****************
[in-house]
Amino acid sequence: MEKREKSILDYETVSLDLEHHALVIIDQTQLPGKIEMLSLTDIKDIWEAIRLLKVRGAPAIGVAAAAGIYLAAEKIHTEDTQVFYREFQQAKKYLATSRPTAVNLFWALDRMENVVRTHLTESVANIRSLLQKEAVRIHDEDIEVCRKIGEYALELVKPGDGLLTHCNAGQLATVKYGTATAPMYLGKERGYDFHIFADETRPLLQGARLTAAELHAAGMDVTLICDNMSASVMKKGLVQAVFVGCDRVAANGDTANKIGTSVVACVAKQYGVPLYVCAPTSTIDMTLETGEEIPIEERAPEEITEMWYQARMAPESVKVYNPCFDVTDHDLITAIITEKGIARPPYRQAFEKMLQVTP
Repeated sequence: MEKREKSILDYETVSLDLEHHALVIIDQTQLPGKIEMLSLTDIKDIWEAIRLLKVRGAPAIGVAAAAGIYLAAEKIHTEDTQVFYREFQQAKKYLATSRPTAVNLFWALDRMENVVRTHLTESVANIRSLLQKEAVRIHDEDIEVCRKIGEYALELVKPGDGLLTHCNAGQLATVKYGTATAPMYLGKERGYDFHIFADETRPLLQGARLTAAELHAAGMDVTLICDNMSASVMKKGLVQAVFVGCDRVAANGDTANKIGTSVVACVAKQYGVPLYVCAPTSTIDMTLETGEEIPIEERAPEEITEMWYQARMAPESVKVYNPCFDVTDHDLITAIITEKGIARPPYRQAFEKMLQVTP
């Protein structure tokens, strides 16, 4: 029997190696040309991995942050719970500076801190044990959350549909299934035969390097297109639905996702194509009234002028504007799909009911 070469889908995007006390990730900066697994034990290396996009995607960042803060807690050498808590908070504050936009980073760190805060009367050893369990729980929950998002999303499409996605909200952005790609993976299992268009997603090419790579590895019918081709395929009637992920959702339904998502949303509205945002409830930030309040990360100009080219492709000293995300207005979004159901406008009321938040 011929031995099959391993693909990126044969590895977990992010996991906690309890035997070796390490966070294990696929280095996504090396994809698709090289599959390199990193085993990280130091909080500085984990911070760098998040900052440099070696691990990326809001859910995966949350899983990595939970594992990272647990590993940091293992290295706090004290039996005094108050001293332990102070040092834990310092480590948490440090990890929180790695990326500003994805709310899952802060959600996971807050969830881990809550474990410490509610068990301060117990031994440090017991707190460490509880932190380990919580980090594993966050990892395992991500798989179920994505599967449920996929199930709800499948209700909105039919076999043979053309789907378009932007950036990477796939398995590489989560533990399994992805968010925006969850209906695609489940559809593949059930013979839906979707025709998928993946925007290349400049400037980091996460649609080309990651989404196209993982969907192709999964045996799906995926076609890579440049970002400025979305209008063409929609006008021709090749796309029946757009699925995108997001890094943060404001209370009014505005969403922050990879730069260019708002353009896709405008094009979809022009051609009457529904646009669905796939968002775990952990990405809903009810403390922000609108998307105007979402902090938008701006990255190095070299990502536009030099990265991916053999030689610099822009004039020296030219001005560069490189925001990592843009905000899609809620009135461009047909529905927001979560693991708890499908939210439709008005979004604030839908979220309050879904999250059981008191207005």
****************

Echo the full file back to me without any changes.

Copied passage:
[in-house]
Amino acid sequence: MEKREKSILDYETVSLDLEHHALVIIDQTQLPGKIEMLSLTDIKDIWEAIRLLKVRGAPAIGVAAAAGIYLAAEKIHTEDTQVFYREFQQAKKYLATSRPTAVNLFWALDRMENVVRTHLTESVANIRSLLQKEAVRIHDEDIEVCRKIGEYALELVKPGDGLLTHCNAGQLATVKYGTATAPMYLGKERGYDFHIFADETRPLLQGARLTAAELHAAGMDVTLICDNMSASVMKKGLVQAVFVGCDRVAANGDTANKIGTSVVACVAKQYGVPLYVCAPTSTIDMTLETGEEIPIEERAPEEITEMWYQARMAPESVKVYNPCFDVTDHDLITAIITEKGIARPPYRQAFEKMLQVTP
Repeated sequence: MEKREKSILDYETVSLDLEHHALVIIDQTQLPGKIEMLSLTDIKDIWEAIRLLKVRGAPAIGVAAAAGIYLAAEKIHTEDTQVFYREFQQAKKYLATSRPTAVNLFWALDRMENVVRTHLTESVANIRSLLQKEAVRIHDEDIEVCRKIGEYALELVKPGDGLLTHCNAGQLATVKYGTATAPMYLGKERGYDFHIFADETRPLLQGARLTAAELHAAGMDVTLICDNMSASVMKKGLVQAVFVGCDRVAANGDTANKIGTSVVACVAKQYGVPLYVCAPTSTIDMTLETGEEIPIEERAPEEITEMWYQARMAPESVKVYNPCFDVTDHDLITAIITEKGIARPPYRQAFEKMLQVTP
């Protein structure tokens, strides 16, 4: 029997190696040309991995942050719970500076801190044990959350549909299934035969390097297109639905996702194509009234002028504007799909009911 070469889908995007006390990730900066697994034990290396996009995607960042803060807690050498808590908070504050936009980073760190805060009367050893369990729980929950998002999303499409996605909200952005790609993976299992268009997603090419790579590895019918081709395929009637992920959702339904998502949303509205945002409830930030309040990360100009080219492709000293995300207005979004159901406008009321938040 011929031995099959391993693909990126044969590895977990992010996991906690309890035997070796390490966070294990696929280095996504090396994809698709090289599959390199990193085993990280130091909080500085984990911070760098998040900052440099070696691990990326809001859910995966949350899983990595939970594992990272647990590993940091293992290295706090004290039996005094108050001293332990102070040092834990310092480590948490440090990890929180790695990326500003994805709310899952802060959600996971807050969830881990809550474990410490509610068990301060117990031994440090017991707190460490509880932190380990919580980090594993966050990892395992991500798989179920994505599967449920996929199930709800499948209700909105039919076999043979053309789907378009932007950036990477796939398995590489989560533990399994992805968010925006969850209906695609489940559809593949059930013979839906979707025709998928993946925007290349400049400037980091996460649609080309990651989404196209993982969907192709999964045996799906995926076609890579440049970002400025979305209008063409929609006008021709090749796309029946757009699925995108997001890094943060404001209370009014505005969403922050990879730069260019708002353009896709405008094009979809022009051609009457529904646009669905796939968002775990952990990405809903009810403390922000609108998307105007979402902090938008701006990255190095070299990502536009030099990265991916053999030689610099822009004039020296030219001005560069490189925001990592843009905000899609809620009135461009047909529905927001979560693991708890499908939210439709008005979004604030839908979220309050879904999250059981008191207005």